UCL Department of Chemical Engineering


Ruoyu Xu

Ruoyu Xu is a PhD student studying under the supervision of Dr Ryan Wang and Prof Dan Brett in both Materials and Catalysis Lab and Electrochemical Innovation Lab. His current research focuses on electro-catalysis and heterogeneous catalysis based on nanomaterials and porous materials.

Prior to join the department of Chemical Engineering, he received his BSc degree in Chemistry at University of Sheffield in 2015, and MSc degree in Materials for Energy and Environment at University College London in 2016

Research project

Title: Design and Study of Post-Treated Conjugated Microporous Polymers Employed as catalyst support for PEM Fuel Cells

Proton exchange membrane fuel cells (PEMFCs) can efficiently convert chemical energy to electricity via electrochemical reactions which occur on cathode and anode. They have attracted considerable attention due to the high power density and carbon free process for portable electronic devices and automobiles. Several challenging issues, in particular the sluggish oxygen reduction reaction (ORR) kinetics needs to be addressed for the commercial PEMFC techniques. In the state-of-the-art PEMFC configuration, the ORR takes place on a three phase boundary between an electrolyte, an electrode and a gaseous fuel.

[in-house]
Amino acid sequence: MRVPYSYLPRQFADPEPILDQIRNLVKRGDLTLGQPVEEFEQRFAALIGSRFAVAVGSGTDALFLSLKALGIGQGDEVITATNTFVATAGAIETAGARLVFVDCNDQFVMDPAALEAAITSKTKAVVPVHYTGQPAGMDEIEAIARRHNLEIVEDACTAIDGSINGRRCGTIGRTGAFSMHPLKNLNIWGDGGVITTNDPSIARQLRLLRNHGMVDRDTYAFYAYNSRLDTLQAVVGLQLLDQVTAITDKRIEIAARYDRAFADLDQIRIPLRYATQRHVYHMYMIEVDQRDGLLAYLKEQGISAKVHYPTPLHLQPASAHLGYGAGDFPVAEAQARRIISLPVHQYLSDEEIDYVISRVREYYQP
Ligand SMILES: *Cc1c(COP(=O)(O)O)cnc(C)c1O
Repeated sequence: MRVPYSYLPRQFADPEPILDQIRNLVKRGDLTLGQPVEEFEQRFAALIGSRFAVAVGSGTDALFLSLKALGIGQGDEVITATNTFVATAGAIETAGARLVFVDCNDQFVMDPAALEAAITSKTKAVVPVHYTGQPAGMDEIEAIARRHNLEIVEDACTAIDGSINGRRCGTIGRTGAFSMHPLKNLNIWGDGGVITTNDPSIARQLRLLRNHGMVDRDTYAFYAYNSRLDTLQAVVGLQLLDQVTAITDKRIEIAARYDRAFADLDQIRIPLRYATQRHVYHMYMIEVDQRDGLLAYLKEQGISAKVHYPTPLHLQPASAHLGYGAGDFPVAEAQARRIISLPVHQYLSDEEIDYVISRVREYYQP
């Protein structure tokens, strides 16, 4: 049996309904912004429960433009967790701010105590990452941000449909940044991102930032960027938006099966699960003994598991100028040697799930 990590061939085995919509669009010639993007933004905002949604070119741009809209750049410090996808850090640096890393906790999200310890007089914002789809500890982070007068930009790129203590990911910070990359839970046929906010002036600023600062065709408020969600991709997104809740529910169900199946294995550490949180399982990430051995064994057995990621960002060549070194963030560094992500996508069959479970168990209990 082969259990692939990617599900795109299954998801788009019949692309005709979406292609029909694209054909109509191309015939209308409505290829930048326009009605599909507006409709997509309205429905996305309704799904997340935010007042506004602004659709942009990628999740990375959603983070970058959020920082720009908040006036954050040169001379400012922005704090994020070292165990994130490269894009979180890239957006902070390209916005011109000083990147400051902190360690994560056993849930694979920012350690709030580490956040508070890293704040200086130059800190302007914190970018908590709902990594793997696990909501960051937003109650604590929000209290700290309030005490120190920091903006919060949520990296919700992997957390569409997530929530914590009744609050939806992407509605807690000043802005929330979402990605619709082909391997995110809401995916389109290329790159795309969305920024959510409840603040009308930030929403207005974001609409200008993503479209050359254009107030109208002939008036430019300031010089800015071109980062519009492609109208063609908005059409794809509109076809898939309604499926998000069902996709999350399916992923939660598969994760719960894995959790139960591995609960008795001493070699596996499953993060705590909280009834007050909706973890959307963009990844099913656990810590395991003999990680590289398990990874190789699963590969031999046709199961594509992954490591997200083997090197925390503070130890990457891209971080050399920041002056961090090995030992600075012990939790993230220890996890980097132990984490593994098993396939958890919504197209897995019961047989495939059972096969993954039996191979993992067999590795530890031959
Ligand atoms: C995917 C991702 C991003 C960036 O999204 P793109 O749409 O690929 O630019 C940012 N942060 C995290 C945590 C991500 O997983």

At the boundary, the catalyst particles reduce the oxygen, the carbon support conducts electrons and the ionomer delivers the protons for ORR. The overall electro-chemical behaviour of such a system is determined by an intimate convolution of fundamental materials’ properties and microstructure geometry. The heterogeneous kinetics of this reaction is one of the limiting factors in PEMFCs performance. An increasing density of three phase boundary will enhance the reaction rate and the overall efficiency of PEMFCs. One effective strategy to achieve this purpose is to develop a support that can transport both protons and electrons.

Conjugated microporous polymers (CMPs) are sub-class of both porous materials and conjugated polymers, which possess many of the same properties of car bon support, such as mechanical rigidity, insolubility and high conductivity. Furthermore, a possible post treatment of the polymer could result in additional proton conductivity. Here, the research project will focus on the development of highly active and stable fuel cell catalysts based on the CMPs in both Electrochemical Innovation Lab and Materials and Catalysis Lab.


-BSc in Chemistry Department, the University of Sheffield, 2015
-MSc in Chemistry Department, University College London, 2016
-PhD in Chemical Engineering Department, University College London, Present